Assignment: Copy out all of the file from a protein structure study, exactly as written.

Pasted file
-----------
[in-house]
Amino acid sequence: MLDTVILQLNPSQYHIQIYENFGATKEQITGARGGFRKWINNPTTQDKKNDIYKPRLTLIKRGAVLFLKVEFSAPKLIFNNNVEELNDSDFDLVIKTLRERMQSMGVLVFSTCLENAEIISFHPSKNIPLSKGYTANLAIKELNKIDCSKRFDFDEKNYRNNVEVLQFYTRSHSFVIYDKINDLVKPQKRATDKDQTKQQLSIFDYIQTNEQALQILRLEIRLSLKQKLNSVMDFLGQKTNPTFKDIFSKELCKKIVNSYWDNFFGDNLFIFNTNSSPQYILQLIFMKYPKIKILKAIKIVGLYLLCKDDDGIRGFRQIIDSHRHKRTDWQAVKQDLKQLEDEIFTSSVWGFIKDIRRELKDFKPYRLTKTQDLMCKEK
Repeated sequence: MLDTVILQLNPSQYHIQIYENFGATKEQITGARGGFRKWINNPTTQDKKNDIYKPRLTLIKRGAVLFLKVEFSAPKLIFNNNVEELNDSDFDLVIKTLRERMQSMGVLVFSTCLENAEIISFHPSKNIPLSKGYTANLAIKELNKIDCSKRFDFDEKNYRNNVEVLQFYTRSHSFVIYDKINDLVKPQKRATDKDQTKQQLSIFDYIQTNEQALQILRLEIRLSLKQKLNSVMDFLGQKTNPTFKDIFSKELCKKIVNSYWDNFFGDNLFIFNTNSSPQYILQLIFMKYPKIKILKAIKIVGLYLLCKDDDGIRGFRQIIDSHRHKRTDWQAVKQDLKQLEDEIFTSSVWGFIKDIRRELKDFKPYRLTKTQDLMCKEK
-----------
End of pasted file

[in-house]
Amino acid sequence: MLDTVILQLNPSQYHIQIYENFGATKEQITGARGGFRKWINNPTTQDKKNDIYKPRLTLIKRGAVLFLKVEFSAPKLIFNNNVEELNDSDFDLVIKTLRERMQSMGVLVFSTCLENAEIISFHPSKNIPLSKGYTANLAIKELNKIDCSKRFDFDEKNYRNNVEVLQFYTRSHSFVIYDKINDLVKPQKRATDKDQTKQQLSIFDYIQTNEQALQILRLEIRLSLKQKLNSVMDFLGQKTNPTFKDIFSKELCKKIVNSYWDNFFGDNLFIFNTNSSPQYILQLIFMKYPKIKILKAIKIVGLYLLCKDDDGIRGFRQIIDSHRHKRTDWQAVKQDLKQLEDEIFTSSVWGFIKDIRRELKDFKPYRLTKTQDLMCKEK
Repeated sequence: MLDTVILQLNPSQYHIQIYENFGATKEQITGARGGFRKWINNPTTQDKKNDIYKPRLTLIKRGAVLFLKVEFSAPKLIFNNNVEELNDSDFDLVIKTLRERMQSMGVLVFSTCLENAEIISFHPSKNIPLSKGYTANLAIKELNKIDCSKRFDFDEKNYRNNVEVLQFYTRSHSFVIYDKINDLVKPQKRATDKDQTKQQLSIFDYIQTNEQALQILRLEIRLSLKQKLNSVMDFLGQKTNPTFKDIFSKELCKKIVNSYWDNFFGDNLFIFNTNSSPQYILQLIFMKYPKIKILKAIKIVGLYLLCKDDDGIRGFRQIIDSHRHKRTDWQAVKQDLKQLEDEIFTSSVWGFIKDIRRELKDFKPYRLTKTQDLMCKEK